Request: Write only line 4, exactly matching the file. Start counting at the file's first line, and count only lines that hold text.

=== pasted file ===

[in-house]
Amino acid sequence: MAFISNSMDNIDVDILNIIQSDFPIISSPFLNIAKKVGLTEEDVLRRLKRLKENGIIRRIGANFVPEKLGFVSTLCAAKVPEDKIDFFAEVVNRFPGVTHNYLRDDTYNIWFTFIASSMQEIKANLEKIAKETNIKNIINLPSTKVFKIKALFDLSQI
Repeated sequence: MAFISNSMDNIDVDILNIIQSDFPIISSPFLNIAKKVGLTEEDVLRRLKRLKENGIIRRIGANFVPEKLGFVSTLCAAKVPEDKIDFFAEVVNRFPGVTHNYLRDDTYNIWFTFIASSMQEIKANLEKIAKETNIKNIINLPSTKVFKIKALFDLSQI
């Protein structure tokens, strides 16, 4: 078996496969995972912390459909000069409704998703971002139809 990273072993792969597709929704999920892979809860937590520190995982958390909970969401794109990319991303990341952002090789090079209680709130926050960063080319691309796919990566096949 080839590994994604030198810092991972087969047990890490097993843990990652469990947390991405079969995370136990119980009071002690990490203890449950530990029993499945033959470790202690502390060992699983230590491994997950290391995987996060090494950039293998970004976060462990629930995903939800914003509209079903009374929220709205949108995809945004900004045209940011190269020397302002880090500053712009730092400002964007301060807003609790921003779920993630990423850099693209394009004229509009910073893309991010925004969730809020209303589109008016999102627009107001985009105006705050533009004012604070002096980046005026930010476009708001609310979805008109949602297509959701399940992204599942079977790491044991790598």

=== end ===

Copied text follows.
């Protein structure tokens, strides 16, 4: 078996496969995972912390459909000069409704998703971002139809 990273072993792969597709929704999920892979809860937590520190995982958390909970969401794109990319991303990341952002090789090079209680709130926050960063080319691309796919990566096949 080839590994994604030198810092991972087969047990890490097993843990990652469990947390991405079969995370136990119980009071002690990490203890449950530990029993499945033959470790202690502390060992699983230590491994997950290391995987996060090494950039293998970004976060462990629930995903939800914003509209079903009374929220709205949108995809945004900004045209940011190269020397302002880090500053712009730092400002964007301060807003609790921003779920993630990423850099693209394009004229509009910073893309991010925004969730809020209303589109008016999102627009107001985009105006705050533009004012604070002096980046005026930010476009708001609310979805008109949602297509959701399940992204599942079977790491044991790598």